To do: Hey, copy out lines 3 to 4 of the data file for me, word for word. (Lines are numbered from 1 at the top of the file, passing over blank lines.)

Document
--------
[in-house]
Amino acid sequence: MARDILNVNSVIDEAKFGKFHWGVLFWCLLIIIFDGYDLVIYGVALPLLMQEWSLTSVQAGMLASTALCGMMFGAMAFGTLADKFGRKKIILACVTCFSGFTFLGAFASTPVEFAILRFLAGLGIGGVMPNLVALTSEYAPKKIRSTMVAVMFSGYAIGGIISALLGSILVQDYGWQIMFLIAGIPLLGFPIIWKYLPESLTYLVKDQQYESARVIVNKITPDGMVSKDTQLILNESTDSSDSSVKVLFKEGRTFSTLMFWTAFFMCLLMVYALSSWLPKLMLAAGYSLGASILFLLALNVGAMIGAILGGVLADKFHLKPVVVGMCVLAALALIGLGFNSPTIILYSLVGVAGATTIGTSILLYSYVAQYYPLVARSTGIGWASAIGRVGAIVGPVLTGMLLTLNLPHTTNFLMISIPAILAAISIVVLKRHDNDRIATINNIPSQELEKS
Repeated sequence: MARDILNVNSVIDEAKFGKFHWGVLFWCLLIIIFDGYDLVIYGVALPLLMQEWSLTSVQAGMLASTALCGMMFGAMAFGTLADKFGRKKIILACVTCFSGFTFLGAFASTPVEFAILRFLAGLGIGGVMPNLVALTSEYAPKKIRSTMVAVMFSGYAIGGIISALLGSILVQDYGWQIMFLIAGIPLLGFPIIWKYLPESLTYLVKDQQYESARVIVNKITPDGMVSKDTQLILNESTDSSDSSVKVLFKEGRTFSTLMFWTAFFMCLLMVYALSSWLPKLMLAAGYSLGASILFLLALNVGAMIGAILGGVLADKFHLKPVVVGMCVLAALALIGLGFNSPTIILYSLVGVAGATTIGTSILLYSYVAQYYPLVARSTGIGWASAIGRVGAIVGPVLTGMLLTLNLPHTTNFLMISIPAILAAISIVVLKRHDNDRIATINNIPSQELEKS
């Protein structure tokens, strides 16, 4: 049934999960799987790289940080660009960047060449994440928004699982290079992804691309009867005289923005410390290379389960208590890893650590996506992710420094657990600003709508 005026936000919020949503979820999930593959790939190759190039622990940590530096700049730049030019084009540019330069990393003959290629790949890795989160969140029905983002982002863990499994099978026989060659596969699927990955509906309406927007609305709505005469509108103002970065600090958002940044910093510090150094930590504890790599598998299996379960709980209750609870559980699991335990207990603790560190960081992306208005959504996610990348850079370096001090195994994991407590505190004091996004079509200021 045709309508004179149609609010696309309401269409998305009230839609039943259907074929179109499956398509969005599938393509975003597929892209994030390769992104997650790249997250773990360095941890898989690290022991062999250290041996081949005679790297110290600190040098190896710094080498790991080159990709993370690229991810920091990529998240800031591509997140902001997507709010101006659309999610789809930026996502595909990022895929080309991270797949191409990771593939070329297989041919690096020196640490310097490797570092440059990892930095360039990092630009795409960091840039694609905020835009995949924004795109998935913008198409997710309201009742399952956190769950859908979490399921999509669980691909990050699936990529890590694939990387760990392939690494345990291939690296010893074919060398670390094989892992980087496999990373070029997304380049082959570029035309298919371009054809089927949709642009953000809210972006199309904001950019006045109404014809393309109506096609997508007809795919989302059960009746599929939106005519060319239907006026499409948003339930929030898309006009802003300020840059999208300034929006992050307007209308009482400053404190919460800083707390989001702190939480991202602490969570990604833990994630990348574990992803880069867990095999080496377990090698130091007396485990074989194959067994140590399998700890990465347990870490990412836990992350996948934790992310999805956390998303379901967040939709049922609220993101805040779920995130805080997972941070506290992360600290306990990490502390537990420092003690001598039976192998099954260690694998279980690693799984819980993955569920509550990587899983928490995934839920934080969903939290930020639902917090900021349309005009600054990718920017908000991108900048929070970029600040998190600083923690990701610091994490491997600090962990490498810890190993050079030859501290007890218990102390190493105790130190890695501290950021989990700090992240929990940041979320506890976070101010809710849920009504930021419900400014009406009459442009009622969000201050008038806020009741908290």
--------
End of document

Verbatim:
Repeated sequence: MARDILNVNSVIDEAKFGKFHWGVLFWCLLIIIFDGYDLVIYGVALPLLMQEWSLTSVQAGMLASTALCGMMFGAMAFGTLADKFGRKKIILACVTCFSGFTFLGAFASTPVEFAILRFLAGLGIGGVMPNLVALTSEYAPKKIRSTMVAVMFSGYAIGGIISALLGSILVQDYGWQIMFLIAGIPLLGFPIIWKYLPESLTYLVKDQQYESARVIVNKITPDGMVSKDTQLILNESTDSSDSSVKVLFKEGRTFSTLMFWTAFFMCLLMVYALSSWLPKLMLAAGYSLGASILFLLALNVGAMIGAILGGVLADKFHLKPVVVGMCVLAALALIGLGFNSPTIILYSLVGVAGATTIGTSILLYSYVAQYYPLVARSTGIGWASAIGRVGAIVGPVLTGMLLTLNLPHTTNFLMISIPAILAAISIVVLKRHDNDRIATINNIPSQELEKS
């Protein structure tokens, strides 16, 4: 049934999960799987790289940080660009960047060449994440928004699982290079992804691309009867005289923005410390290379389960208590890893650590996506992710420094657990600003709508 005026936000919020949503979820999930593959790939190759190039622990940590530096700049730049030019084009540019330069990393003959290629790949890795989160969140029905983002982002863990499994099978026989060659596969699927990955509906309406927007609305709505005469509108103002970065600090958002940044910093510090150094930590504890790599598998299996379960709980209750609870559980699991335990207990603790560190960081992306208005959504996610990348850079370096001090195994994991407590505190004091996004079509200021 045709309508004179149609609010696309309401269409998305009230839609039943259907074929179109499956398509969005599938393509975003597929892209994030390769992104997650790249997250773990360095941890898989690290022991062999250290041996081949005679790297110290600190040098190896710094080498790991080159990709993370690229991810920091990529998240800031591509997140902001997507709010101006659309999610789809930026996502595909990022895929080309991270797949191409990771593939070329297989041919690096020196640490310097490797570092440059990892930095360039990092630009795409960091840039694609905020835009995949924004795109998935913008198409997710309201009742399952956190769950859908979490399921999509669980691909990050699936990529890590694939990387760990392939690494345990291939690296010893074919060398670390094989892992980087496999990373070029997304380049082959570029035309298919371009054809089927949709642009953000809210972006199309904001950019006045109404014809393309109506096609997508007809795919989302059960009746599929939106005519060319239907006026499409948003339930929030898309006009802003300020840059999208300034929006992050307007209308009482400053404190919460800083707390989001702190939480991202602490969570990604833990994630990348574990992803880069867990095999080496377990090698130091007396485990074989194959067994140590399998700890990465347990870490990412836990992350996948934790992310999805956390998303379901967040939709049922609220993101805040779920995130805080997972941070506290992360600290306990990490502390537990420092003690001598039976192998099954260690694998279980690693799984819980993955569920509550990587899983928490995934839920934080969903939290930020639902917090900021349309005009600054990718920017908000991108900048929070970029600040998190600083923690990701610091994490491997600090962990490498810890190993050079030859501290007890218990102390190493105790130190890695501290950021989990700090992240929990940041979320506890976070101010809710849920009504930021419900400014009406009459442009009622969000201050008038806020009741908290």